A megadungeon is a really big dungeon designed for crawling.
OK, more details. Well a megadungeon IS a big dungeon, often spawning several floors, each floor containing several rooms. The dungeon itself usually has several entrances from the outside.
A megadungeon is not just a big dungeon in the sense that it come with more than a list of room and their content. You usually got a description of the surroundings, an history of the dungeon itself, a description of the different factions of monsters and their relations, etc. Since megadungeons are huge and are intended to last for more than a few sessions of play, the sandbox aspect is often emphasized more than in a regular dungeon.
Of some note: There have been megadungeons designed to be run as an party of adventurers' entire career, from Level 1 to whatever the max level is in your edition of D&D, or other system you use.
Examples of Megadungeons
- Barrowmaze: A megadungeon for Labyrinth Lord written by Greg Gillepsie. A 5th Edition version was also released after a successful Kickstarter. The dungeon itself is a series of interconnected barrows in a marsh. Bring a cleric.
- The Forbidden Caverns of Archaia: Same deal as above. Not really a megadungeon per se, more like a cluster of small to medium-sized dungeons, containing every evil humanoid races under the sun.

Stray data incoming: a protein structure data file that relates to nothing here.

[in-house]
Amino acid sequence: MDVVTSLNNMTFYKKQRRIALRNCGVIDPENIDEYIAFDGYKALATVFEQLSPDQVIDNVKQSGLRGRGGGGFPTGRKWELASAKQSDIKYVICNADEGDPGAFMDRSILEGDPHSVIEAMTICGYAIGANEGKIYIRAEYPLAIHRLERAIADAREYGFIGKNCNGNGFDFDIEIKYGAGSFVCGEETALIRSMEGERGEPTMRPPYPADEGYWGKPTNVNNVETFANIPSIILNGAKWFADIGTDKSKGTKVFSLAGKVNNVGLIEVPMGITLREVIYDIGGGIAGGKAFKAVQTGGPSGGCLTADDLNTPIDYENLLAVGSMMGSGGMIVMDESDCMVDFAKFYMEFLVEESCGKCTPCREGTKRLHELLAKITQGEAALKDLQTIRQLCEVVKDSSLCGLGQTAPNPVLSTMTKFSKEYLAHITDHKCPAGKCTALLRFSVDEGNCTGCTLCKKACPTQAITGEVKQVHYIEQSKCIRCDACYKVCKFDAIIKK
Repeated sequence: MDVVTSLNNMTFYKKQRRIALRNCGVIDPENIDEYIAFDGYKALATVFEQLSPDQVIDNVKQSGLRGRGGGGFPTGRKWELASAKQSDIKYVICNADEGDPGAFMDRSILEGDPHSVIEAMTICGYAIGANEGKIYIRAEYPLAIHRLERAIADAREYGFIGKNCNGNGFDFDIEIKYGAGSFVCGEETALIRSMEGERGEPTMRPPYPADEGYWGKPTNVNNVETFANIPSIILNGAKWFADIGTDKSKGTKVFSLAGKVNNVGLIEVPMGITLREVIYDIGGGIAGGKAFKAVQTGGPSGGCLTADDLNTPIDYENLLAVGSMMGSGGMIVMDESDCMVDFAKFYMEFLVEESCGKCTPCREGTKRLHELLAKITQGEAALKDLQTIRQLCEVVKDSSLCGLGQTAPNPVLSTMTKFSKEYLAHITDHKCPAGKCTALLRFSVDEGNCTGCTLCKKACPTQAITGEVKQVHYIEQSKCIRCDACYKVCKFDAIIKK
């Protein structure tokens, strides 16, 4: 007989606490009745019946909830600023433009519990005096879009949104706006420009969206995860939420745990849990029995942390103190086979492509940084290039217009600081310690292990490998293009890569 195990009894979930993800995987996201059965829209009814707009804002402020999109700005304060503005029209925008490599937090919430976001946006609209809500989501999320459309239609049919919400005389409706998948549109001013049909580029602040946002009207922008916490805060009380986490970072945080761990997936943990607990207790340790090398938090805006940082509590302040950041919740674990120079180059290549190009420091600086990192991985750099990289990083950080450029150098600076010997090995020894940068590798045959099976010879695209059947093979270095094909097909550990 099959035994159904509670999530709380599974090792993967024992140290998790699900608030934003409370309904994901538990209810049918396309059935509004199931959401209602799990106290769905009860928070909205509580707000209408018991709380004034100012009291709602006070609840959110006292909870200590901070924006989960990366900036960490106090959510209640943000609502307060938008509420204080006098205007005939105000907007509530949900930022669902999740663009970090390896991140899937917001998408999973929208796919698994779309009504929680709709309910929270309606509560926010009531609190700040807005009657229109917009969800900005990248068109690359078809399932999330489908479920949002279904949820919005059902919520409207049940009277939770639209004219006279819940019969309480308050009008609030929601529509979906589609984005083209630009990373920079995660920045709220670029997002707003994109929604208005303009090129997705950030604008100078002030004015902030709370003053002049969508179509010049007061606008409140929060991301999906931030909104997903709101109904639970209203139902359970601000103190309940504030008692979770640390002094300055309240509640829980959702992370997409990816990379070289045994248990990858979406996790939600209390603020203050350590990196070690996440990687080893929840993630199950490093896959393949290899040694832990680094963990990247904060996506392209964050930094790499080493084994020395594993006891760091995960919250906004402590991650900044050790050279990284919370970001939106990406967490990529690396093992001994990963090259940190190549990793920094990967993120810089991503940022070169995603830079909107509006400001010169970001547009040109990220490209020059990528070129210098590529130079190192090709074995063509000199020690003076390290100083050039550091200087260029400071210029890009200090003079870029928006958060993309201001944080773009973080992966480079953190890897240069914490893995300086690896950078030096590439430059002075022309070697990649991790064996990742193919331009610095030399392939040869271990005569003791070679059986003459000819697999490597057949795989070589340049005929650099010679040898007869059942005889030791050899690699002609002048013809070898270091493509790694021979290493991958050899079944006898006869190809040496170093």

- Undermountain: One of the megadungeons introduced in the Forgotten Realms setting in the 1990s, Undermountain is a 23+ level sequence of floors underground, each different from the floors preceding and succeeding it. There are about five ways in and out, and it has magical alterations intrinsic to it that make leaving by anything but mundane means almost impossible.
- Castle Whiterock: Released in the mid-00s by Goodman Games as part of the original Dungeon Crawl Classic series for D&D 3e (before they turned it into a full on OSR-adjacent game system of its own), Castle Whiterock centers on the eponymous castle and some of the surrounding area, chiefly the town of Cillamar where a number of quests can be picked up. The megadungeon itself is divided into 15 levels with a 14 sublevels, each level generally being unique from the others (one is a bog standard orc filled level, another is a gnome "city", etc etc). Overall it's workable but only if the DM really buckles down and reads it over thoroughly and adjusts some of the mistakes in it (one example being a number of maps not quite matching up to the listed room descriptions, but nothing a good DM can't overcome).